Your core is responsible for holding everything together while your arms and legs do work. That’s the essence of any physical activity. The Airplane test allows us to see how competent your core is while you work to be stable on one leg. It requires one leg to be stable and balanced while you move the body around the hip. The only way this is possible is if your core is operating at a high level. It doesn’t indicate a strong core necessarily, but it does indicate your core’s ability to communicate effectively and in a timely fashion with your hips. If the core is unable to communicate smoothly with your extremities, you’re going to have trouble functioning in any physical activity over a lifetime.
Now that you’ve put yourself through your own personal lower body movement assessment, you may have found a few areas that need work. Here are 5 exercises that will help you to bolster your single leg performance and your physical performance overall.
This exercise is a great way to strengthen your core and lateral hip/glute muscles. The action of this exercise will challenge these muscles during movement patterns that occur during running. This will help you to refine your running mechanics and performance.
Use this as a warm-up to a lift, sport, or any activity. It’s also great as a standalone exercise to strengthen the hips. Shoot for 2-4 sets of 8-15 repetitions.
This exercise will target your glutes in a single leg position. If you notice that your knee caves in uncontrollably when you do a basic single leg squat, then you need to develop your glutes. The glutes control what happens at your knees and below. There’s a good chance that you’re spending ample time in single leg stance during any physical activity. This exercise will not only help you to develop better control while on a single leg but also better strength, power, and performance from a single leg.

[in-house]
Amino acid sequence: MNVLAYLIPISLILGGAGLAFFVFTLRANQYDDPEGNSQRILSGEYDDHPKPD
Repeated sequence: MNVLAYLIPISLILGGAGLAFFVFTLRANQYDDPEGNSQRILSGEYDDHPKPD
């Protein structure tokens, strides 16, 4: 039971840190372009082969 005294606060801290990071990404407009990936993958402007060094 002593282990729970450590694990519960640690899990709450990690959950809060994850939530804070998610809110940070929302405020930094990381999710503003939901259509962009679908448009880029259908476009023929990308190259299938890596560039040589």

Use this as a warm-up to a lift, sport, or any activity. Use a weight vest to add resistance and use this exercise as part of a super set during a lower or total body lift. Shoot for 2-4 sets of 8-15 repetitions.
This is a great exercise to train single leg balance the right way. This exercise will challenge your single leg balance in a functional position while your upper body is active. This is what happens in sport and performance.
This is a great warm-up for any workout or activity. It can also serve as part of a balance and core specific workout. Shoot for 2-4 sets of 8-20 medicine ball rotations on each leg.
The Cable Bowler Squat will strengthen your single leg balance and stability during rotational single leg action. Sport or activity of any kind happens in all planes, so you need to train in all planes.
This is a great warm-up for any workout or activity. It can also serve as part of a balance and core specific workout. Shoot for 2-4 sets of 8-12 repetitions on each leg.
This exercise will help you to strengthen the muscles around the hip and the knee while in a single leg position. The glutes, quadriceps, and even the hamstrings are targeted. Developing strength in these areas will help you to protect your lower body and enhance your lower body performance. If you want to avoid lower body injury and train to have better balance, run faster, jump higher, or land better, then you need to be doing the Kettlebell Rear Foot elevated Split Squat.
This exercise fits perfect in a lower body or total body lift. Ideally, you should super set or pair this with an exercise that is grip neutral (doesn’t require grip action). Shoot for 3-5 sets of 4-12 repetitions.
Do the assessment, train up the deficiencies, and visit us across all of our platforms (Twitter/Instagram: @tdathletesedge) for more insight on how to perform like a pro for the long haul.